It’s easy for Democrats to get excited about Michelle Nunn (D): She raises a lot of money, has a last name famous in Georgia, and has had close to a year to build her campaign before the general election. But now that David Perdue (R) has (somewhat unexpectedly) won the Republican Party’s nomination for Senate, it’s time for a reality check. Is a Democrat really going to win in Georgia, and are they really going to do it in 2014? — Democrats haven’t won a Senate or gubernatorial race in Georgia since 2000, when Zell Miller claimed victory. The state’s changing demographics have nudged it toward competitiveness, but President Obama lost handily there in 2008 and 2012. We might soon talk about the Peach State as a presidential battleground, but it’s not quite there yet. — Consider, especially, that it’s a midterm year — when minority participation drops as a share of the electorate — in which Obama’s approval numbers are dismal. A poll commissioned by Democracy Corps and the Women’s Voices Women Vote Action Fund released Tuesday found that in a dozen presidential battlegrounds (including Georgia), the president stood at just 37 percent. — Republicans eyeing the race believe it will be competitive but are confident that Perdue will ultimately prevail. Their big, early general election spending has not yet come to Georgia: No major outside group like the Chamber of Commerce or American Crossroads targeted Nunn in TV ads during the two-month runoff, the perfect time, in theory, to soften her up before the fall. It’s a sign Republicans aren’t feeling threatened by her, at least not yet. Perdue, a former high-flying CEO who Rep. Jack Kingston (R) knocked for living in a gated community, will be vulnerable to the same playbook Democrats so effectively ran in 2012 against Mitt Romney, and it would be foolhardy to write this race off yet. But as this race reaches the general election, it’s hard to consider Nunn anything other than a clear-cut underdog.— Alex Roarty
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Following their meeting, President Enrique Peña Nieto of Mexico and Republican nominee for president, Donald Trump, briefly addressed the media, with Peña Nieto subtly rebuking Trump's rhetoric. While he spoke respectfully about Trump, Peña Nieto did not back down, saying that free trade has proved effective and that illegal immigration into America from the south has decreased over the last ten years while the flow of people and drugs into Mexico has increased. Additionally, he stressed that Mexicans in America are "honest" and "deserve respect." Trump responded, calling some Mexicans "tremendous people" while saying others are "beyond reproach." Trump laid out five important issues, including the end of illegal immigration and the ability for either country to build a wall or border. However, Trump said he did not discuss who would pay for the wall.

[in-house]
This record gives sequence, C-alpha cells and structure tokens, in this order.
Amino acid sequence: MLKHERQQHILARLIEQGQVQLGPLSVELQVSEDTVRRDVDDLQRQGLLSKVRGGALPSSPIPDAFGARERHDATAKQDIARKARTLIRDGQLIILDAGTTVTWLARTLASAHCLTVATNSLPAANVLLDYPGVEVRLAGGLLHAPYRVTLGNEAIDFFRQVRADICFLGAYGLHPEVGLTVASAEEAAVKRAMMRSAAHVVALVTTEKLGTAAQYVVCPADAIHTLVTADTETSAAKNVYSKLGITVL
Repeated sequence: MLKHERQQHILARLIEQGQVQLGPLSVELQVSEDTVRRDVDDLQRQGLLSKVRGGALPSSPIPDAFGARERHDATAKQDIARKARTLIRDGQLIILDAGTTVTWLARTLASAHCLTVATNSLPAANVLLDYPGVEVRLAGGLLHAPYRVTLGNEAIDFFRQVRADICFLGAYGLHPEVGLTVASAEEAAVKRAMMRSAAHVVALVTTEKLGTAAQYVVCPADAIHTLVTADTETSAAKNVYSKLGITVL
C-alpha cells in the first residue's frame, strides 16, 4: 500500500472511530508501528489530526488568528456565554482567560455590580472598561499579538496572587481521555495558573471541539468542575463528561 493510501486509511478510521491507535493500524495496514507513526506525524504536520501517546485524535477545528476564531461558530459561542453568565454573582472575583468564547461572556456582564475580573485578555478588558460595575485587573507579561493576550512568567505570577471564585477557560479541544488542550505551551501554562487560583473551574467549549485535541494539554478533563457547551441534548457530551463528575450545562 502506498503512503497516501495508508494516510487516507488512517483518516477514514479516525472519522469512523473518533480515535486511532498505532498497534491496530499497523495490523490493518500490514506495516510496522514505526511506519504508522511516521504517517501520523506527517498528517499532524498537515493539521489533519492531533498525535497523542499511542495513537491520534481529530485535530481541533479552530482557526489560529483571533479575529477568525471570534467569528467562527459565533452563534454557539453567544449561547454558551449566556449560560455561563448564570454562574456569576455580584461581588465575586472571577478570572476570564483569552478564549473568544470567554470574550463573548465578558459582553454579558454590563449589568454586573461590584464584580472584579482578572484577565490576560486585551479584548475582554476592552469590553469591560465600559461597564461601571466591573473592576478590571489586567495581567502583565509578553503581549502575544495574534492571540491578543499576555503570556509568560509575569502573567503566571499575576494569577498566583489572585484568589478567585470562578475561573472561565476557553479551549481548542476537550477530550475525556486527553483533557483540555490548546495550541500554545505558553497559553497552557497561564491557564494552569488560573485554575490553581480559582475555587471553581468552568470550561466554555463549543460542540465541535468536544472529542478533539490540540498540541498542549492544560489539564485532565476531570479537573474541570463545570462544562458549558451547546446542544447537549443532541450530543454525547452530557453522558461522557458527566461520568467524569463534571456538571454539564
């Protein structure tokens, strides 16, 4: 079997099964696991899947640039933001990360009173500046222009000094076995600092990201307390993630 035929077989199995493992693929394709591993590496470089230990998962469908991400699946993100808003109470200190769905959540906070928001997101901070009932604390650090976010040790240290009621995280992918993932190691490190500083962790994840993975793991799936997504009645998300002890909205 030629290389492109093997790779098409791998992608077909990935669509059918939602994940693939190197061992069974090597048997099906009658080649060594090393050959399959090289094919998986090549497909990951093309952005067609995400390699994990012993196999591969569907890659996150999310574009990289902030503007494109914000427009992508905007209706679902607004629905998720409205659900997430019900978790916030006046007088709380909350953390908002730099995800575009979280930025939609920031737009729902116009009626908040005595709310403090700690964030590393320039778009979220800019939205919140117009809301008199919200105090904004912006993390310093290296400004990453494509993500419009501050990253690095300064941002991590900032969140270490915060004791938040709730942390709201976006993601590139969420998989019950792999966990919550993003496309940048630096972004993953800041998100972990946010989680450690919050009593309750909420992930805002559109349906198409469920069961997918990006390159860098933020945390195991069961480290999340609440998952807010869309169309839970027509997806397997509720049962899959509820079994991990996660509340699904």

A divided Supreme Court "refused Wednesday to reinstate North Carolina’s voter identification requirement and keep just 10 days of early in-person voting. The court rejected a request by Gov. Pat McCrory and other state officials to delay a lower court ruling that found the state law was tainted by racial discrimination."
Senate Judiciary Committee Chairman Chuck Grassley (R-IA) said Monday he'd now be willing to hold a hearing on Supreme Court nominee Merrick Garland in a lame-duck session of Congress. While he said he wouldn't push for it, he said if "Hillary Clinton wins the White House, and a majority of senators convinced him to do so," he would soften his previous opposition.